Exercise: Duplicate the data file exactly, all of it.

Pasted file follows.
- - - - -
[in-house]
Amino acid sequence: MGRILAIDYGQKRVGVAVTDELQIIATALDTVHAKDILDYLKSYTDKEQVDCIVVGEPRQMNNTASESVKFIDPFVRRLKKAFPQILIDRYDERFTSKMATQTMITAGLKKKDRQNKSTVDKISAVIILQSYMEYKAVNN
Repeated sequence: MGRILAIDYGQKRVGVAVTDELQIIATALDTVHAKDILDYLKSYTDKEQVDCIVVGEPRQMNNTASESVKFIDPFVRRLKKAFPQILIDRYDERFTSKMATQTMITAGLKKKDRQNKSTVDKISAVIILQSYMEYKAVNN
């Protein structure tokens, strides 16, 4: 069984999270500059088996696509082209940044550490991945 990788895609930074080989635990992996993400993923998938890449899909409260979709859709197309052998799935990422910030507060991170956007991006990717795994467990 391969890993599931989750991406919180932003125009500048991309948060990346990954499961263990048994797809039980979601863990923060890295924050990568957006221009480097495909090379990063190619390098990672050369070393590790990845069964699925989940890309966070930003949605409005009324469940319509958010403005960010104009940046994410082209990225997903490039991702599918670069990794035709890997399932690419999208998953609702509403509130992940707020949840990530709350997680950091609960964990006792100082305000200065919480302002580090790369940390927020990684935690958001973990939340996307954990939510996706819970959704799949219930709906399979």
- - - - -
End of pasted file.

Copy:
[in-house]
Amino acid sequence: MGRILAIDYGQKRVGVAVTDELQIIATALDTVHAKDILDYLKSYTDKEQVDCIVVGEPRQMNNTASESVKFIDPFVRRLKKAFPQILIDRYDERFTSKMATQTMITAGLKKKDRQNKSTVDKISAVIILQSYMEYKAVNN
Repeated sequence: MGRILAIDYGQKRVGVAVTDELQIIATALDTVHAKDILDYLKSYTDKEQVDCIVVGEPRQMNNTASESVKFIDPFVRRLKKAFPQILIDRYDERFTSKMATQTMITAGLKKKDRQNKSTVDKISAVIILQSYMEYKAVNN
């Protein structure tokens, strides 16, 4: 069984999270500059088996696509082209940044550490991945 990788895609930074080989635990992996993400993923998938890449899909409260979709859709197309052998799935990422910030507060991170956007991006990717795994467990 391969890993599931989750991406919180932003125009500048991309948060990346990954499961263990048994797809039980979601863990923060890295924050990568957006221009480097495909090379990063190619390098990672050369070393590790990845069964699925989940890309966070930003949605409005009324469940319509958010403005960010104009940046994410082209990225997903490039991702599918670069990794035709890997399932690419999208998953609702509403509130992940707020949840990530709350997680950091609960964990006792100082305000200065919480302002580090790369940390927020990684935690958001973990939340996307954990939510996706819970959704799949219930709906399979």